In a sign the economy has a long way to go, U.S. small business owners’ confidence hit its lowest point in 29 quarters, according to the latest Wells Fargo/Gallup Small Business Index, conducted in July.

The index, which polled more than 604 owners by telephone nationally, revealed that fears about credit availability have stabilized, but U.S. small business owners have lower expectations for their businesses, with fewer expecting revenues, cash flow, capital spending and hiring to increase over the next 12 months. These lowered expectations contributed to a 17-point decline from April falling to -28 in July, the lowest score since the survey's inception. The index is calculated based on a company’s present situation and future expectations.

“The weakened economy has been particularly hard on small businesses and our bankers are making every effort to help them through this period with financial solutions and guidance,” said Marc Bernstein, executive vice president and Wells Fargo's head of Small Business, in a press release.

Bernstein said the company grew small business lending by 30% over the previous quarter and even took a “second look” at declined applications to try to increase approvals.
Meanwhile, credit conditions improved for businesses in July with 32% of respondents reporting that credit was “somewhat” or “very difficult” to obtain over the past 12 months, down from 36% in April. But 42% expect credit to remain “somewhat” or “very difficult” to obtain, the same percentage reported in April and January.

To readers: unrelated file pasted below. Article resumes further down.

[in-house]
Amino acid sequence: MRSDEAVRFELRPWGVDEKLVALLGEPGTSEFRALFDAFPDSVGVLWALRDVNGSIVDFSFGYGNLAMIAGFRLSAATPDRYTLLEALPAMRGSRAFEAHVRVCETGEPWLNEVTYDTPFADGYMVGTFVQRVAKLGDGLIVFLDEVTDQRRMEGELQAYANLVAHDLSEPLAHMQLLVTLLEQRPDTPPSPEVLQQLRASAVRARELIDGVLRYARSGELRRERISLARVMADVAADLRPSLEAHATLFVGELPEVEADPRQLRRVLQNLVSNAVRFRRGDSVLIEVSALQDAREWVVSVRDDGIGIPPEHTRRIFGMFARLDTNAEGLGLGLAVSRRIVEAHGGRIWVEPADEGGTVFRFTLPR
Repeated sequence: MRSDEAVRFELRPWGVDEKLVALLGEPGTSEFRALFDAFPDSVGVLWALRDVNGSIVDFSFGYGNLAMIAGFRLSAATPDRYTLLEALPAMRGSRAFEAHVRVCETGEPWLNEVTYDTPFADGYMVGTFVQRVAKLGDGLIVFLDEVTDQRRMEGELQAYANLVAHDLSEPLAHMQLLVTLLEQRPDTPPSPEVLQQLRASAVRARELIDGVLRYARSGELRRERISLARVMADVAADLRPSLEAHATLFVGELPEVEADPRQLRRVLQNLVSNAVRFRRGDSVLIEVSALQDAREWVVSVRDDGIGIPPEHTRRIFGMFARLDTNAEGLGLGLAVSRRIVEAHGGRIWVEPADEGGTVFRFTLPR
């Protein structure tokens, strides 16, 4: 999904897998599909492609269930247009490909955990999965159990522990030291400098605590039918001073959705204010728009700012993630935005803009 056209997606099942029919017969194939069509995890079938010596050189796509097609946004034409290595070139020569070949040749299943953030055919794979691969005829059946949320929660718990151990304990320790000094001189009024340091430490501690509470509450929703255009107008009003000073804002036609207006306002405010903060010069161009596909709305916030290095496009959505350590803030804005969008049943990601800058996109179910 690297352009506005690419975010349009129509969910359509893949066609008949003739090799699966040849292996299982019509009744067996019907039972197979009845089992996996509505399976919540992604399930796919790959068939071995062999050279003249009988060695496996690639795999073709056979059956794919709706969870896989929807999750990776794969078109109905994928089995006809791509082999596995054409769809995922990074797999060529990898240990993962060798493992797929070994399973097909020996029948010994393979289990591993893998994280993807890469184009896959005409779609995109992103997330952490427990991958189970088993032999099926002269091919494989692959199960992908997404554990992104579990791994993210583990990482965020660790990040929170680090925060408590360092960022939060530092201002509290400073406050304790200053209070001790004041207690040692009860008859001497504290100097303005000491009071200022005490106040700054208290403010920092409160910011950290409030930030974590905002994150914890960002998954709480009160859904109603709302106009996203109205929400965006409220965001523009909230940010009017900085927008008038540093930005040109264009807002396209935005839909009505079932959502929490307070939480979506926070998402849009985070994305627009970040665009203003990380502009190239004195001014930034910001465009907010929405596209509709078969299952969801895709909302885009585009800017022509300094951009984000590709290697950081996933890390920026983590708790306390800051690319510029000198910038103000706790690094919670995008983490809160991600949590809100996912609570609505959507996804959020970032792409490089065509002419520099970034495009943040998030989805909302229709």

“Slower consumer spending growth appears to be weighing on small business confidence,” said Scott Anderson, Wells Fargo senior economist, in a press release. “Small businesses are scaling back on hiring and capital spending plans in the third quarter and remain concerned about the overall financial health of their companies.”

Some key findings include: 38 % expect their companies' revenues to increase a lot or a little over the next 12 months, down from 48 percent in the second quarter; 43%  expect their companies' cash flow to increase, down from 53% in the second quarter; 37% expect their companies' allocation for capital spending to decrease a lot or a little over the next 12 months, up from 29% in the second quarter; 13% expect the overall number of jobs at their companies to increase, down from 18% in the second quarter; 36% rated their current cash flow as somewhat or very good for the past 12 months, down from 42% in the second quarter.

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